When an American President or a British Prime Minister sends in the troops to some poor and unhappy country, he or she knows for sure that some of them will loot, torture, rape and kill. Not many, but enough to turn local hearts and minds decisively against the occupying forces.
Nowadays, we are supposed to see such things as a failure of discipline. But in the past, they were often the sanctioned reward for discipline. If you fought as you were told to fight, did not run away and were victorious - then often enough your reward was a temporary licence to do as you pleased: to loot shops and homes, to rape women, and to kill anyone who displeased you.
Occasionally, the whole purpose of a military intervention was to terrorise a local population. Aggrieved by their defeat by Afghan forces during the first Afghan War in the 1830s and 1840s, Britain sent in an "Army of Retribution". It was called that and that was its task, carried out with calculating malice - troops even pausing to cut rings in the bark of fruit trees to destroy Afghan orchards.
In the Crimean War, permission to loot was given both as a reward for successful campaigning and to relieve the boredom and frustration of British troops as they camped out in uncomfortable conditions.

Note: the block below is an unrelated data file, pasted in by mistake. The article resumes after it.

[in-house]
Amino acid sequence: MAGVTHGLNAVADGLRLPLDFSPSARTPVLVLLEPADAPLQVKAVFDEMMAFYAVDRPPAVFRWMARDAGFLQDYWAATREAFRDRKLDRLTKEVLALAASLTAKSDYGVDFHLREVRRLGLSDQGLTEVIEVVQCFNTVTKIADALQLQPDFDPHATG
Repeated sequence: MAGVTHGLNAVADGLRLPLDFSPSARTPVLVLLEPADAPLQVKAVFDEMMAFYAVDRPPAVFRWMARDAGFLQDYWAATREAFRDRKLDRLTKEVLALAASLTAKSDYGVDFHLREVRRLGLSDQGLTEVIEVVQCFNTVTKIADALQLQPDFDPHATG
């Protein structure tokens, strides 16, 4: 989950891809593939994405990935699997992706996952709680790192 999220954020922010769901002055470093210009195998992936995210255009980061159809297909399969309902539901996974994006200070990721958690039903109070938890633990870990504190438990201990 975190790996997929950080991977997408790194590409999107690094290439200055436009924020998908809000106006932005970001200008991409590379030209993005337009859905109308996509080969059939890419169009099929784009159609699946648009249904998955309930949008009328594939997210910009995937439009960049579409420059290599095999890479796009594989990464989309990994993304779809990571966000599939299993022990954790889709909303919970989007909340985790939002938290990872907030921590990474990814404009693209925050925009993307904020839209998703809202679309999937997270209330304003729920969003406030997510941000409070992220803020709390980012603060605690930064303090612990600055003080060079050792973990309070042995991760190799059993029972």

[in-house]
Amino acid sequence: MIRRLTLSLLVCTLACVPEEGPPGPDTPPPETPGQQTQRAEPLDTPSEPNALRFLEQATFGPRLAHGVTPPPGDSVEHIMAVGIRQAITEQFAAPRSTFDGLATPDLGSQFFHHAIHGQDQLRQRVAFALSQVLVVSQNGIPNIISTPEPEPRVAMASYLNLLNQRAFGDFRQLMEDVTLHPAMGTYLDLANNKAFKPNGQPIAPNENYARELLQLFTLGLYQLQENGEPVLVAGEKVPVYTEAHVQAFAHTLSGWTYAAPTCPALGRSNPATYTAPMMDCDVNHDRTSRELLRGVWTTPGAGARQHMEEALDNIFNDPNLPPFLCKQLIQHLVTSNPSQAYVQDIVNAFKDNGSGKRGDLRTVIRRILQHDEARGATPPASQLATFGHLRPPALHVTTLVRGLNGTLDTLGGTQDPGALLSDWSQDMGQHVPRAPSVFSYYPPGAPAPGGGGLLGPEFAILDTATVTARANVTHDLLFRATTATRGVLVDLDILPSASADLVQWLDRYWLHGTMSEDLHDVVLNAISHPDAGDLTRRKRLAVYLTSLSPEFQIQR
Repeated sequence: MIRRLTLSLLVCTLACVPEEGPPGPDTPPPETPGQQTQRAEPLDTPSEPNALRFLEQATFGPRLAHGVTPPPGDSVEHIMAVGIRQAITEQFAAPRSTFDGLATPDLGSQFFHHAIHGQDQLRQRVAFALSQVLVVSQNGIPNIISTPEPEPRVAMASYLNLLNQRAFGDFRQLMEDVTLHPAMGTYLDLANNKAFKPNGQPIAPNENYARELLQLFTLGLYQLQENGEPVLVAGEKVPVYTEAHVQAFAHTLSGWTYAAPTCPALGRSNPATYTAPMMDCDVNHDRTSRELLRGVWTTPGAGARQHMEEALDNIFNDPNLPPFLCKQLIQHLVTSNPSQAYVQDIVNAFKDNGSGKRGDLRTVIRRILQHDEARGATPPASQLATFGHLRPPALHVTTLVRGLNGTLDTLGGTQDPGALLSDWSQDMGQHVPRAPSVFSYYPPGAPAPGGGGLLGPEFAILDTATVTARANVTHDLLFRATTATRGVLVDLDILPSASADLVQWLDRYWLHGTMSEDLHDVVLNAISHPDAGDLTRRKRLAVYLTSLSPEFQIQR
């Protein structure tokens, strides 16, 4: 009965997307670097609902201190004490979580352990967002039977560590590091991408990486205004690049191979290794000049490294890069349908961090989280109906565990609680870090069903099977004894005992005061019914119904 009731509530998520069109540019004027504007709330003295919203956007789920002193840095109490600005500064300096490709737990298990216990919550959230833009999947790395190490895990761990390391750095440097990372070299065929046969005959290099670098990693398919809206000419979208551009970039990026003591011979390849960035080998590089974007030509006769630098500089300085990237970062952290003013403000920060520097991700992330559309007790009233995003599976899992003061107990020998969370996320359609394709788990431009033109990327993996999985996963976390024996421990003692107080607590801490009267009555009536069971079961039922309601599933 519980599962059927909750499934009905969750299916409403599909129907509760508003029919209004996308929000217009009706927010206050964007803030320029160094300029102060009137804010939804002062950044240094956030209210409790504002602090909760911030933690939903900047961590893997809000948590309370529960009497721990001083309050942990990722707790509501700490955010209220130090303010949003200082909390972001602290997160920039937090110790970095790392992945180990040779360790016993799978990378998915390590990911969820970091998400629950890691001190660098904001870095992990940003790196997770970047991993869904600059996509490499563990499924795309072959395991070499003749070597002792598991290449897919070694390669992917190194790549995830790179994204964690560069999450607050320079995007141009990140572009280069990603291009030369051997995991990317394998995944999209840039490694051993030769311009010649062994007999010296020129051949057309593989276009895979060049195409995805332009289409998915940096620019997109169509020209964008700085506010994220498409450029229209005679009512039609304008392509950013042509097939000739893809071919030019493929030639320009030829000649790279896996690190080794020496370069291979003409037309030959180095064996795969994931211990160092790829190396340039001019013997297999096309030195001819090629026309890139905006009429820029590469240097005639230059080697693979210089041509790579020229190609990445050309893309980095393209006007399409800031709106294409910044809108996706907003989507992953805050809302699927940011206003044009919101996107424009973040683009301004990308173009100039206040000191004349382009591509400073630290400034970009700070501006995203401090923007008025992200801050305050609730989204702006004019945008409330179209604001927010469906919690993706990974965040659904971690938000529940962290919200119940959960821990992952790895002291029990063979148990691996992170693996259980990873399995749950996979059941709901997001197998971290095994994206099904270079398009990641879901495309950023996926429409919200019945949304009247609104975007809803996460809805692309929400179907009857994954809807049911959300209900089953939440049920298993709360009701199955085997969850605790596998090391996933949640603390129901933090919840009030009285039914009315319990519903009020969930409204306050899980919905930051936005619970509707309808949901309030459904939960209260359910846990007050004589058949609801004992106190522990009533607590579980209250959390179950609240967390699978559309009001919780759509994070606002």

That the First World War involved terrorising civilian populations was a fact half-known to my generation of British school boys who all knew the words of the song "Three German Officers crossed the Rhine".
At the end of the Second World War, as is now widely known, Red Army troops terrorised German women on their march to Berlin, raping tens of thousands and killing thousands. Stalin knew and approved: in his opinion, the men must have some reward.
But much less well known is the fact that Free French troops did the same as they entered Germany from the West, not on such a large scale but causing real terror in a few towns (Freudenstadt is the one most often mentioned) where they paused to enjoy themselves. American GIs also raped, though not in the same organised fashion.
Nowadays, we are accustomed to reading about the crimes of British and American troops in Iraq and Afghanistan. Those crimes are rooted in the the way we recruit, train and deploy our troops.
Military discipline aims to ensure that troops do as they are told. It is never wholly successful - all military histories are full of accounts of troops running away and even modern armies have detachments at the rear to catch and punish them. And doing as you are told does not mean the same as doing it willingly. Troops under pressure are often tired, stressed and frightened. American troops cope by using drugs and British ones by using alcohol. Both sometimes relieve the pressure by abusing the natives even when they have not been ordered to do so.